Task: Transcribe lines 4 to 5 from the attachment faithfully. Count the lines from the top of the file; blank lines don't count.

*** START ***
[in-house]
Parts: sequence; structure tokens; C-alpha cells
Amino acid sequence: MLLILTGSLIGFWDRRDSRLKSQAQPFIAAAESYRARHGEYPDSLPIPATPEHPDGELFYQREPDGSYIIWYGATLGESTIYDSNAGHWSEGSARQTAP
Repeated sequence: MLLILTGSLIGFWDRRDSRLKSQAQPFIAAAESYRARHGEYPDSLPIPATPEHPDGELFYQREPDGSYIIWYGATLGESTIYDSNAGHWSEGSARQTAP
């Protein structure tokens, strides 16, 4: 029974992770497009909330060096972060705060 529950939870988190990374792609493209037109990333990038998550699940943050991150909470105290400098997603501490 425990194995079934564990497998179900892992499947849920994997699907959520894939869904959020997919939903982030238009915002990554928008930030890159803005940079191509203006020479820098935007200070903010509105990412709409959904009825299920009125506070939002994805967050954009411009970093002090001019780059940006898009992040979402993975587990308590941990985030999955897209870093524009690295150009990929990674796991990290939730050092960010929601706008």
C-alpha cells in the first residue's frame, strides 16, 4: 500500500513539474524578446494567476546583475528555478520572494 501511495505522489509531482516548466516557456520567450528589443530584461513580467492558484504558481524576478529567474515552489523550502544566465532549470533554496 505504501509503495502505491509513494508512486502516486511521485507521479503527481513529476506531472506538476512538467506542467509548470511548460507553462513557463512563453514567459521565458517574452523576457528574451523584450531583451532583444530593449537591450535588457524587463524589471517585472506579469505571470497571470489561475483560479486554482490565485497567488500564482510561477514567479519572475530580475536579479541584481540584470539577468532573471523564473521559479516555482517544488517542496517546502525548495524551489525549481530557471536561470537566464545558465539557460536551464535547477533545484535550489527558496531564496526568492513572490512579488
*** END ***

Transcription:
Repeated sequence: MLLILTGSLIGFWDRRDSRLKSQAQPFIAAAESYRARHGEYPDSLPIPATPEHPDGELFYQREPDGSYIIWYGATLGESTIYDSNAGHWSEGSARQTAP
């Protein structure tokens, strides 16, 4: 029974992770497009909330060096972060705060 529950939870988190990374792609493209037109990333990038998550699940943050991150909470105290400098997603501490 425990194995079934564990497998179900892992499947849920994997699907959520894939869904959020997919939903982030238009915002990554928008930030890159803005940079191509203006020479820098935007200070903010509105990412709409959904009825299920009125506070939002994805967050954009411009970093002090001019780059940006898009992040979402993975587990308590941990985030999955897209870093524009690295150009990929990674796991990290939730050092960010929601706008």